A Chronosequence of Cracking in Mill Creek, California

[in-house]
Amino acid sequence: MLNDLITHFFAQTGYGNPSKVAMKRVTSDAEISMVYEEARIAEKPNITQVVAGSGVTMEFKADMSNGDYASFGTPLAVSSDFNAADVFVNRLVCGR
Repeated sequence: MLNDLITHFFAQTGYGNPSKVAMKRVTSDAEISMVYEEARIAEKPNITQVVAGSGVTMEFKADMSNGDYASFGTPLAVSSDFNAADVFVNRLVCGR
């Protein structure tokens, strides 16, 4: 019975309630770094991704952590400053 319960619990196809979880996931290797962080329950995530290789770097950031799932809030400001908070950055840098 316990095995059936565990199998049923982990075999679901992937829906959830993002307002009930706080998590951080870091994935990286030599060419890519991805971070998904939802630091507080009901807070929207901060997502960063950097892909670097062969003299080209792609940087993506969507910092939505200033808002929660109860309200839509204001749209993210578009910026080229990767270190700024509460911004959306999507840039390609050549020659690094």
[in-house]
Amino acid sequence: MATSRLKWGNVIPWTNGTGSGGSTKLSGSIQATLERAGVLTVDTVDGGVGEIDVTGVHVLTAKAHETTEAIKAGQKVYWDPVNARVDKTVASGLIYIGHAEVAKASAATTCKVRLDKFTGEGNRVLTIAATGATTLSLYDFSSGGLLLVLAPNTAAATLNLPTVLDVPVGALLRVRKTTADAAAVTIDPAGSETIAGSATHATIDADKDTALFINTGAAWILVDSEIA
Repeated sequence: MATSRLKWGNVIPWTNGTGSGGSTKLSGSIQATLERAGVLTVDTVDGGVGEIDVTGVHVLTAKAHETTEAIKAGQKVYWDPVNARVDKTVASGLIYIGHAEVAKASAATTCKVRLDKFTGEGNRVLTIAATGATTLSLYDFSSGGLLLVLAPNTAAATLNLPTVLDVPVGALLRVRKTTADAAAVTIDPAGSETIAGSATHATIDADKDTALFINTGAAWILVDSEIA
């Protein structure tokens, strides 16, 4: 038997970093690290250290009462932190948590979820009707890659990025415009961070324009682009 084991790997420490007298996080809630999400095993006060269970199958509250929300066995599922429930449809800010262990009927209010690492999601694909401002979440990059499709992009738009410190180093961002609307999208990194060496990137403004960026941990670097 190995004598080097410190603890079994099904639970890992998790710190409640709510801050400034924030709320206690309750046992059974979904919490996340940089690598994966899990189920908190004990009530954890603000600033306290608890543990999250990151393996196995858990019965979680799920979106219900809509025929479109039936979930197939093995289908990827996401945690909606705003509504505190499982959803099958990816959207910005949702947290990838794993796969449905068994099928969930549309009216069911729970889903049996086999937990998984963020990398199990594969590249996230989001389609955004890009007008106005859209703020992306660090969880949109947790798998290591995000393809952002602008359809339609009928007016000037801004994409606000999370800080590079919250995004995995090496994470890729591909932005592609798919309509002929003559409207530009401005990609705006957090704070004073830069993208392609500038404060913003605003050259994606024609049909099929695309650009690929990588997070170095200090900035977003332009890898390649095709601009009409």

Mechanical weathering –aka physical weathering; the process by which rock is broken down into smaller pieces --is one of the first modifications rock undergoes once it approaches Earth’s surface. Essentially, almost all processes that shape the landscape can’t occur without mechanical weathering. Cracking is one form of weathering, but before we can completely understand any surficial process that is predicated on rock cracking, we must characterize and understand cracking itself. How cracking changes and affects rocks through time is a feature of physical weathering that is relatively unknown compared to chemical weathering. I hypothesize that mechanical weathering rates will initially be fast, with a sharp increase in the size and numbers of cracks, followed by a period in which crack size and numbers plateau. This hypothesis was tested through the collection of crack characteristic data – length, width, density, and a variety of other rock and crack metrics that provide insight into both the style and rate of cracking. Data were collected from boulders naturally deposited on the surface of glacial moraines and stream floodplains and terraces on the eastern flank of Sierra Nevada Mountains, in the vicinity of Mono Lake, in California. Previously these surfaces had been dated by Rood (2011) using measurements of 10Be on the surface of large (>1 m) boulders found on the surfaces. The surfaces studied here included a streambed, referred to as the "Modern Wash" at 0 years, and a Holocene age terrace (with an estimated age of 5000 years), and five more surfaces that had been previously dated. The average exposure ages of these surfaces previously calculated by Rood (2011) were as follows; Lundy Canyon Outwash Terrace: 40 ka, Lundy Canyon Moraine: 19 ka, Mono Basin Moraine: 40 ka, Buckeye Creek Outwash Terrace: 227 ka, and Sherwin Moraine: 77 ka. In this study, I collected data both on "dated boulders" – the large boulders that Rood (2011) had sampled, as well as "transect boulders" – a set of 100 clasts that were identified on each of 5 surfaces. Boulders were selected on a size criteria, the length had to be greater than 15 cm, but no more than 50 cm. For each of the "dated boulders" crack data was collected from 20x20 cm representative squares drawn on the boulder. For each transect boulder, crack data was collected for all cracks found in the 100 boulder transect. Results suggest that more recently exposed rock deposits from the Holocene Outwash Terrace display higher crack densities and crack lengths than the rocks on the older surfaces. Using dimensional data for both the boulders themselves and the cracks on them, a trend was able to be seen. For most of the variables data was collected on, crack length, width, density, etc. a spike in these variables was seen around 5000 years, followed by an immediate decline and gradual plateau as the surfaces got older. For the other, non-crack specific data, a similar, if slightly less defined time trend can also be seen. This result does not disprove the initial hypothesis, rather it highlights the idea that cracks can disappear through time as pieces fall off boulders. So in sum, rates of rock cracking appear to decrease through time as the rock is exhumed. This results have important implications for understanding the effect of mechanical weathering on rocks both out in nature and ones used for building within our cities.